Every parent has regrets.
We were too busy or we were not busy enough. We spoke harshly when we should have withheld judgement. We insisted on “good behavior” when our child was simply being curious and doing what all active children do.
The difference between most parents and bereaved parents is this: As long as there is breath, there is hope for forgiveness, for mending fences, for saying, “Hey, remember when” followed by an apology and understanding.
When your child is out of reach there’s no chance of making amends or even having a conversation.
So I’m left alone to work through any regrets I have.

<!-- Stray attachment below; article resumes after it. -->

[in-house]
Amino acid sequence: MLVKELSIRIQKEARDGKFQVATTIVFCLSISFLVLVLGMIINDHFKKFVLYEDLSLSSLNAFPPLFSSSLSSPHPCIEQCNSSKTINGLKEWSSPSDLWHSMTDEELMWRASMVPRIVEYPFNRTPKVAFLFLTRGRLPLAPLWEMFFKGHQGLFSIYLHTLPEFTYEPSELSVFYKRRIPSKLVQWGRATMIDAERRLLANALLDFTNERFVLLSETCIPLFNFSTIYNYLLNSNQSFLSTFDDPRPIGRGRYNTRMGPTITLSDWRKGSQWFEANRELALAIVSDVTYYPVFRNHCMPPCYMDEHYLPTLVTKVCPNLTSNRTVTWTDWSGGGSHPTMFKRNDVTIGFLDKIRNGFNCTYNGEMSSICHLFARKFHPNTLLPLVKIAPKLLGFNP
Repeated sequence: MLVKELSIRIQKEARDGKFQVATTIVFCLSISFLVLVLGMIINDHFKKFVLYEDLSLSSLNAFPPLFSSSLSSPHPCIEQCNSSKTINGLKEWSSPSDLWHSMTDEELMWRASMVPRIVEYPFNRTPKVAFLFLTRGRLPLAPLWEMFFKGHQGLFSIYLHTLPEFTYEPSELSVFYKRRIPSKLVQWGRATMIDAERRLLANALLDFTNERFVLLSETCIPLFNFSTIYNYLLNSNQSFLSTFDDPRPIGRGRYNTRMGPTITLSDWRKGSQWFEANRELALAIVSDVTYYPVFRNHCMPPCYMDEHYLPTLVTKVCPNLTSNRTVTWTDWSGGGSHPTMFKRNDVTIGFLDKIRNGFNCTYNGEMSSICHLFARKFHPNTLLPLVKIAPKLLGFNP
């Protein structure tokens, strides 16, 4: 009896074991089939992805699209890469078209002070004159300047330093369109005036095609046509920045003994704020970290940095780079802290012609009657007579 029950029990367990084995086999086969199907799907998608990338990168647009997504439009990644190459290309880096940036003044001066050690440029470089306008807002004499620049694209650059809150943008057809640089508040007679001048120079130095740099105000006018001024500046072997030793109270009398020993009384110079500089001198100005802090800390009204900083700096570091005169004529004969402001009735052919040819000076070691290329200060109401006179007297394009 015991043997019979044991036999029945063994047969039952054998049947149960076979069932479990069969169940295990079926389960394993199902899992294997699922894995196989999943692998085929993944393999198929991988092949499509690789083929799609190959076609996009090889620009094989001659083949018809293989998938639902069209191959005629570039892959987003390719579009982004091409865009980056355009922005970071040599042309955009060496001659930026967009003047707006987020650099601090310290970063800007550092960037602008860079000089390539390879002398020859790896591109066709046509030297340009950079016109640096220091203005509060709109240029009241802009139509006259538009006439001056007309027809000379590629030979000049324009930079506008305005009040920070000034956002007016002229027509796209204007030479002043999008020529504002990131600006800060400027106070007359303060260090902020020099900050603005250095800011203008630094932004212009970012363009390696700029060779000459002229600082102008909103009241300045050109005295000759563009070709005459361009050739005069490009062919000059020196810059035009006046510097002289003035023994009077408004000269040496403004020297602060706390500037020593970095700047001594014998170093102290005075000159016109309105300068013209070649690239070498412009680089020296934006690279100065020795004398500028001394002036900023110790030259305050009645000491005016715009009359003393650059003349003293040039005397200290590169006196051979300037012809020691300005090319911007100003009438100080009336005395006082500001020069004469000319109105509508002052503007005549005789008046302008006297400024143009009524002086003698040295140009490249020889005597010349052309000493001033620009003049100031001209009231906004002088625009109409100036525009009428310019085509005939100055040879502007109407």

I am forced to play both roles and make assumptions about what Dominic may or may not have understood at the time. I have to hope without confirmation that he would forgive me for the moments when I was less than the mom I wish I had been.
Most days I rest in the truth that no matter what, Dominic knew he was loved.
In fact, I try hard to imagine that even in the last second of his life-before he met Jesus-he may have been focused on my mother love and that if I could have been there I would have been.
But there are cold days and cloudy days and days when I feel oh, so inadequate and all the regrets come knocking at the door of my heart.
Those are hard.
So although I rarely play the “if you only knew” card with friends and family I will say this: Tell the people you love what you need to tell them. Let them hear you say aloud how much they mean to you.
Savor ordinary moments because that’s what life is made of.
There’s no regret in that. ❤